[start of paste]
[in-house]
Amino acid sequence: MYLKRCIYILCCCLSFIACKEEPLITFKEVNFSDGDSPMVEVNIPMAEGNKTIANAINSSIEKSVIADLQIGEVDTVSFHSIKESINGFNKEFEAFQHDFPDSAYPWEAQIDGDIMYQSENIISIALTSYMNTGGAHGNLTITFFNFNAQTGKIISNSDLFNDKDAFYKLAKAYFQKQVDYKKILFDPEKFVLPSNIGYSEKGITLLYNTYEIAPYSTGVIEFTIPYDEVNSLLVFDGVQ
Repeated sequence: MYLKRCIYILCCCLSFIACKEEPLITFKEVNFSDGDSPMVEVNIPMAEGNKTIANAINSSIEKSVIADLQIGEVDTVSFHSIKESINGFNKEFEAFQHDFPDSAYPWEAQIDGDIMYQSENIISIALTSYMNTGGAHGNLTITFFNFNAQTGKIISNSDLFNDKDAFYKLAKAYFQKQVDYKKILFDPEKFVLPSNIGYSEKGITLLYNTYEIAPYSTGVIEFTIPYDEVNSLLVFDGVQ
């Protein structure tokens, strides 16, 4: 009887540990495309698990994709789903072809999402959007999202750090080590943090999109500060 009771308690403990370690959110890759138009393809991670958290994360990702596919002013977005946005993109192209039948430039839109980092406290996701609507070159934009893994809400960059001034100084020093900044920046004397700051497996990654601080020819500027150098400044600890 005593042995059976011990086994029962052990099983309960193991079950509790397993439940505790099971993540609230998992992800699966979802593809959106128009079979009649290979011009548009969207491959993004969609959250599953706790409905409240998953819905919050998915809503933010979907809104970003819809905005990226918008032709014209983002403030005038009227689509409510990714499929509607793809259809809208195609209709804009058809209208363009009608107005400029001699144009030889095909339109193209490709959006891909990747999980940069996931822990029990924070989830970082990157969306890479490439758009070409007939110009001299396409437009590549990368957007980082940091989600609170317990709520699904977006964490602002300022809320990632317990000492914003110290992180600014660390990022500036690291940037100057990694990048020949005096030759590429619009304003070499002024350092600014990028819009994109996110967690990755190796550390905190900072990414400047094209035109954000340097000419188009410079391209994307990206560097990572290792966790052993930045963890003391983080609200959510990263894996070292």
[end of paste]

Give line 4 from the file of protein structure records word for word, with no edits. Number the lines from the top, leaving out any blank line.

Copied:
């Protein structure tokens, strides 16, 4: 009887540990495309698990994709789903072809999402959007999202750090080590943090999109500060 009771308690403990370690959110890759138009393809991670958290994360990702596919002013977005946005993109192209039948430039839109980092406290996701609507070159934009893994809400960059001034100084020093900044920046004397700051497996990654601080020819500027150098400044600890 005593042995059976011990086994029962052990099983309960193991079950509790397993439940505790099971993540609230998992992800699966979802593809959106128009079979009649290979011009548009969207491959993004969609959250599953706790409905409240998953819905919050998915809503933010979907809104970003819809905005990226918008032709014209983002403030005038009227689509409510990714499929509607793809259809809208195609209709804009058809209208363009009608107005400029001699144009030889095909339109193209490709959006891909990747999980940069996931822990029990924070989830970082990157969306890479490439758009070409007939110009001299396409437009590549990368957007980082940091989600609170317990709520699904977006964490602002300022809320990632317990000492914003110290992180600014660390990022500036690291940037100057990694990048020949005096030759590429619009304003070499002024350092600014990028819009994109996110967690990755190796550390905190900072990414400047094209035109954000340097000419188009410079391209994307990206560097990572290792966790052993930045963890003391983080609200959510990263894996070292």